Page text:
The coercive field, $ H_{c}$, is the field at which the remanent magnetisation is reduced to zero. This can vary from a few Am for soft magnets to 10$ ^{7}$Am for hard magnets. It is the point of magnetisation reversal in the sample, where the barrier between the two states of magnetisation is reduced to zero by the applied field allowing the system to make a Barkhausen jump3.3 to a lower energy. It is a general indicator of the energy gradients in the sample which oppose large changes of magnetisation.

The reversal of magnetisation can come about as a rotation of the magnetisation in a large volume or through the movement of domain walls under the pressure of the applied field. In general materials with few or no domains have a high coercivity whilst those with many domains have a low coercivity. However, domain wall pinning by physical defects such as vacancies, dislocations and grain boundaries can increase the coercivity.

Figure 3.5: Shape of hysteresis loop as a function of $ \theta _{H}$, the angle between anisotropy axis and applied field $ H$, for: (a) $ \theta _{H} = 0^{\circ }$, (b) $ 45^{\circ }$ and (c) $ 90^{\circ }$.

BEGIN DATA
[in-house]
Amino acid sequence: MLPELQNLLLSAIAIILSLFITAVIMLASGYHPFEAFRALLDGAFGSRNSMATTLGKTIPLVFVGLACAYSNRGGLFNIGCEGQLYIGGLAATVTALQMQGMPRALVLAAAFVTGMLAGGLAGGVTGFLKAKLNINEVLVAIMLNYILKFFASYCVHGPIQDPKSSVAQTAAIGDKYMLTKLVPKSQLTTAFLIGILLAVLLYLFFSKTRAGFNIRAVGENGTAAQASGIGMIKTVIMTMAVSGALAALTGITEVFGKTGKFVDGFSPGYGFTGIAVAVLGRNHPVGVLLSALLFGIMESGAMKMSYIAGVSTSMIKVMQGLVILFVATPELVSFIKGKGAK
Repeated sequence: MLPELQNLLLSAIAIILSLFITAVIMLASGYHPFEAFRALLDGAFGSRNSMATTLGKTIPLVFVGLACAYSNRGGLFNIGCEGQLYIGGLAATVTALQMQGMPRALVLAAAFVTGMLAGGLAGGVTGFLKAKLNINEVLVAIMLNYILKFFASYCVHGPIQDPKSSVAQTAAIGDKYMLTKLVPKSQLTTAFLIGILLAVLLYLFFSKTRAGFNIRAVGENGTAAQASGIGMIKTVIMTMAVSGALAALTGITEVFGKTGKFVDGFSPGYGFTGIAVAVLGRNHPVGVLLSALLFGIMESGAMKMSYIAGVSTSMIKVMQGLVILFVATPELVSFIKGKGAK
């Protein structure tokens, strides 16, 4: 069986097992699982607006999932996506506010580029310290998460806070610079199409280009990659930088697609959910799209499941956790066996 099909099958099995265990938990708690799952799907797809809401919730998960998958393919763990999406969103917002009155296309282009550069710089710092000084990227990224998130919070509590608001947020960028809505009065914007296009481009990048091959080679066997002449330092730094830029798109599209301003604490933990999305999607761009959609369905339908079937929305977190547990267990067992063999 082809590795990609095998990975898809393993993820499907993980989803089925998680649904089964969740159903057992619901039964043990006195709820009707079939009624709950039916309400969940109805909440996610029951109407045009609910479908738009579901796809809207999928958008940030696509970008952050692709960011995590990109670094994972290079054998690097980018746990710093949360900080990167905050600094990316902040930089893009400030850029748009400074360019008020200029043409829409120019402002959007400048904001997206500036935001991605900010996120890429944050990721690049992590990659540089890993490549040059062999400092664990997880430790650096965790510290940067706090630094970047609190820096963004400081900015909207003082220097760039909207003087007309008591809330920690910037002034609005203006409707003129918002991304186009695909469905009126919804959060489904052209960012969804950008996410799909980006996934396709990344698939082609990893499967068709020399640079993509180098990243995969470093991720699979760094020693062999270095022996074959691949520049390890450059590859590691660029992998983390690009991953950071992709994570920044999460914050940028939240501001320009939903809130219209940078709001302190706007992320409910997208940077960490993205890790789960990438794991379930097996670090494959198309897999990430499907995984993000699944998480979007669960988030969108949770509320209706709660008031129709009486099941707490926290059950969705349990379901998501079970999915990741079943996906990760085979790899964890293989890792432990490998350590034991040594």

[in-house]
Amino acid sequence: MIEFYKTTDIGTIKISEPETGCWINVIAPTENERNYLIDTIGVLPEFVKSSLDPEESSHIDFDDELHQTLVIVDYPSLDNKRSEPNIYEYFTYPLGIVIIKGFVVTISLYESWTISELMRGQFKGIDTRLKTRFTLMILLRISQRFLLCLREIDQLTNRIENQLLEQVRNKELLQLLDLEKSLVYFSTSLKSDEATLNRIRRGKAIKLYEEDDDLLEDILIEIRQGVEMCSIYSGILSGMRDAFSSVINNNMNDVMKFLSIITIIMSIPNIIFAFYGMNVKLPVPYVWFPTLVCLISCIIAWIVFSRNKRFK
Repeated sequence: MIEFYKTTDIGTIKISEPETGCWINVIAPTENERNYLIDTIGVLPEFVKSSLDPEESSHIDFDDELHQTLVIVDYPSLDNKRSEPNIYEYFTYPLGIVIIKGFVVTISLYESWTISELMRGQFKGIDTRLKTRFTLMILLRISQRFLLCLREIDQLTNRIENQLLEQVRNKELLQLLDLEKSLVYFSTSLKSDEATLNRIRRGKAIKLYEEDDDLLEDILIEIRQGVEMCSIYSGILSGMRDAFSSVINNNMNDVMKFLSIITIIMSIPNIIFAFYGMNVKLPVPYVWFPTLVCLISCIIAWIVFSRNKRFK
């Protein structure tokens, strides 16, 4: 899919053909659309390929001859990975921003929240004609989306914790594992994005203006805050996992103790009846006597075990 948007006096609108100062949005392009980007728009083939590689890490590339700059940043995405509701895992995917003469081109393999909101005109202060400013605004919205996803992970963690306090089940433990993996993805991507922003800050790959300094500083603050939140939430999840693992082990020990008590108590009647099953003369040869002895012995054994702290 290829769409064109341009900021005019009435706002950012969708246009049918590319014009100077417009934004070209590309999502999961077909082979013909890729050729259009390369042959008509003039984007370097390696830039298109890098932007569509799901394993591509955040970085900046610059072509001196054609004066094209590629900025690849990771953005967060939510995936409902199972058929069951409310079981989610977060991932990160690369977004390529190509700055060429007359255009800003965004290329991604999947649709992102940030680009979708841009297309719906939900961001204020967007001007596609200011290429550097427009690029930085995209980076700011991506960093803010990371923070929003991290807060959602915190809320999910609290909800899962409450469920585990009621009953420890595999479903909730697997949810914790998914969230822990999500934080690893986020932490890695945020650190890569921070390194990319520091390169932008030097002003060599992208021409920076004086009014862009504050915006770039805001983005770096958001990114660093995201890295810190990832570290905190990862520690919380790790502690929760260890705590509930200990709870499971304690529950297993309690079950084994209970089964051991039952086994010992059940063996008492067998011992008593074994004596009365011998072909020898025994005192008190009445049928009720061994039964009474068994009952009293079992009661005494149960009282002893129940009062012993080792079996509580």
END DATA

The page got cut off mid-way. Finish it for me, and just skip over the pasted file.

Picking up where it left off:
The loop illustrated in Figure 3.3 is indicative of a simple bistable system. There are two energy minima: one with magnetisation in the positive direction, and another in the negative direction. The depth of these minima is influenced by the material and its geometry and is a further parameter in the strength of the coercive field. Another is the angle, $ \theta _{H}$, between the anisotropy axis and the applied field. Figure 3.5 shows how the shape of the hysteresis loop and the magnitude of $ H_{c}$ varies with $ \theta _{H}$. This effect shows the importance of how samples with strong anisotropy are mounted in a magnetometer when comparing loops.

Dr John Bland, 15/03/2003